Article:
If Jesus, who was God made man, had to retreat and take time to pray, how much more do we need to do this, being imperfect and in need of His grace.

Retreats are essential. Now that I have had my batteries recharged and have caught up on everything since we've been back (life goes on even when you're on retreat) I can set to finish this 30-day challenge.

Thursday, October 25, 2018

Reason no. 24 why I remain Catholic: The Holy Spirit

Just a reminder that my posts on why I remain Catholic are not written in any particular order.

Who is the Holy Spirit, the third person of the Trinity?

The Holy Spirit is the love of the Father and the Son. The Father who begets (not made) the Son gives His eternal love to His Son and then the Son gives it back in return; this life-giving love that is eternally exchanged, that is the Holy Spirit.  The Holy Spirit is the life and the love that comes forth from the Father and the Son. The Holy Spirit "proceeds from the Father and the Son."

So how exactly does the Holy Spirit, the love of the Father and the Son, help us in our everyday? The Son, Jesus Christ, promised us a helper, the Paraclete. (John 14:16). The Holy Spirit is here to help us and to guide us towards the Son. We cannot even say Jesus is Lord (1 Corinthians 12:3) without the aid of the Holy Spirit. The Holy Spirit truly helps us to live the life that Jesus has called us to live so that ultimately we can dwell in heaven with the Father.

We receive the Holy Spirit at Baptism and this grace is deepened through the Sacrament of Confirmation. For "by the sacrament of Confirmation [the baptized] are more perfectly bound to the Church and are enriched with a special strength of the Holy Spirit. Hence they are, as true witnesses of Christ, more strictly obliged to spread and defend the faith by word and deed."  (CCC 1285)

It is truly the Holy Spirit, like at the time of Pentecost, that comes to dwell in us. It is this love, this life that is from the Father and the Son, that comes to dwell in our hearts. It is only then that we can proclaim that Jesus is indeed Lord, furthermore, He gives us the courage to go out and proclaim to the all the nations this truth that transforms us from within.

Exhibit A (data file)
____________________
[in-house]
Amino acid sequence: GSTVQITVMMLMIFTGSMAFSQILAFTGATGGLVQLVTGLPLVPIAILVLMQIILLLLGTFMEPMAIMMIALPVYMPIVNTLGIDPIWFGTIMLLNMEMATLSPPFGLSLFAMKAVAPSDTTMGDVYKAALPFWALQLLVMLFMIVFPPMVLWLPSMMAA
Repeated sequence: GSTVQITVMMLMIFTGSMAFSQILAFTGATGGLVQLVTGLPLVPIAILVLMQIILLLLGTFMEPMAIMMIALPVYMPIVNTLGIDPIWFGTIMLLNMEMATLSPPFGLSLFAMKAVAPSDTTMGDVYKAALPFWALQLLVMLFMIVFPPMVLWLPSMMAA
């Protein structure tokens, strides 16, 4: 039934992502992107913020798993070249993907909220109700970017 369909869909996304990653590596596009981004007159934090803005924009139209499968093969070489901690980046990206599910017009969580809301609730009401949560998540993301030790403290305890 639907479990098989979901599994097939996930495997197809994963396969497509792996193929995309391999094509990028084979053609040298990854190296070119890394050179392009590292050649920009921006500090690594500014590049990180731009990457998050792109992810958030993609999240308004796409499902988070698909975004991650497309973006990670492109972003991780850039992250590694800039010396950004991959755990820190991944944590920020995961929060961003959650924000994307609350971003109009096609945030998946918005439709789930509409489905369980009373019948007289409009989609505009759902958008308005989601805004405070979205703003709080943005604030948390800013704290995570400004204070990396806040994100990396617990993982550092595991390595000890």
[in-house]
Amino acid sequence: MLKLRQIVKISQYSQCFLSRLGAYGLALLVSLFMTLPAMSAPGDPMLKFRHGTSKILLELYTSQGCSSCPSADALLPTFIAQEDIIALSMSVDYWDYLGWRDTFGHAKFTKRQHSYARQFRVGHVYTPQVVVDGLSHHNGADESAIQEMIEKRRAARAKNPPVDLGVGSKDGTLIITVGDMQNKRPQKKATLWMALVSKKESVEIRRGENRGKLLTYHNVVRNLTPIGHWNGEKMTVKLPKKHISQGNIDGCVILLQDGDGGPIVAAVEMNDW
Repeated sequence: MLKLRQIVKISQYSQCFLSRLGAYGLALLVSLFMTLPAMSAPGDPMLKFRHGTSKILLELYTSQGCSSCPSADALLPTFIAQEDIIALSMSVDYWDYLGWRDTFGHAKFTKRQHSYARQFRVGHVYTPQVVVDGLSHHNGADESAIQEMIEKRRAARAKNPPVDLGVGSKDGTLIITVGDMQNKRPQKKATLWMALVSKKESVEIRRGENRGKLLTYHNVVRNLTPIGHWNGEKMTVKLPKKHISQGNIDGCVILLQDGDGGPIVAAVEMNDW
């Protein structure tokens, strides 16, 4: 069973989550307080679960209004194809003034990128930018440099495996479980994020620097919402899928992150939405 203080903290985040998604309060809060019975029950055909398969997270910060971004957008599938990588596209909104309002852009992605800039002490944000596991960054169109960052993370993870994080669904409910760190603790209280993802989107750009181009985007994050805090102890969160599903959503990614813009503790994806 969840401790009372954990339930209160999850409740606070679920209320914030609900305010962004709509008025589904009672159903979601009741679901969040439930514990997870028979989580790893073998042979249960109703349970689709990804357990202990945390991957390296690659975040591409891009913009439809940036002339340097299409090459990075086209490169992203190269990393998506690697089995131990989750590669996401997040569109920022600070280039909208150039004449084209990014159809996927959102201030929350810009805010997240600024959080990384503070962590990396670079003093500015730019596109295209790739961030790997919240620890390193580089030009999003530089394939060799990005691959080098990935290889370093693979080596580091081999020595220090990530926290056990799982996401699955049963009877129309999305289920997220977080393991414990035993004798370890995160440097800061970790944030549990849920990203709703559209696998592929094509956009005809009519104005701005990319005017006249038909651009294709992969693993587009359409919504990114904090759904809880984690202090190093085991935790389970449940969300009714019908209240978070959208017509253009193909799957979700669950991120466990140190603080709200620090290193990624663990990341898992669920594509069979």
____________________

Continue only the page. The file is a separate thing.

It takes courage to tell others of Christ. With the many martyrs we are witnessing in today's age, we should but ask the Holy Spirit to give us this courage. It is by the Holy Spirit that we are brought to the realization that we are made new in Christ and so it is by the Holy Spirit that we can make known to others that they too can be made new in Christ.

Ask the Holy Spirit to come into your heart and renew your life. We receive Him at Baptism but we can continuously receive Him again and again and have Him renew us from within. Do not be afraid of the Holy Spirit for He is only love and life, sent from the Father through the Son.

More reading on the Holy Spirit? Go here.

Wednesday, October 24, 2018

Reason no. 23 why I remain Catholic: Blessed Pier Giorgio Frassati

This post will not do justice to this saint. He was a young man, from a wealthy family in Turin, Italy. He was involved in many activities both within and outside the Church. He was a normal young man to most: loved skiing, study at the Politecnico. But no one knew that he was living a virtuous life helping the poor.

What I love about Pier Giorgio is the fact that he lived a life like most young people. He was very active in the things of his time. Yet, he was a pious young man who attended daily mass. He would even make time to attend daily Mass before taking the train out to go skiing. He would take his allowance and purchase medicine or food for the poor of Turin.

I remember the first day of teaching at a local high school in Miami. I had placed a poster of Pier Giorgio in my classroom and many of the young people who walked in would inquire as to who this young guy was. He was good looking and just had a look about him that he would be a good friend.

When I told them that he was beatified by St. John Paul II, they did not believe me. It is really beautiful to see holiness in such a real way. This young man made holiness achievable. He made holiness look "cool".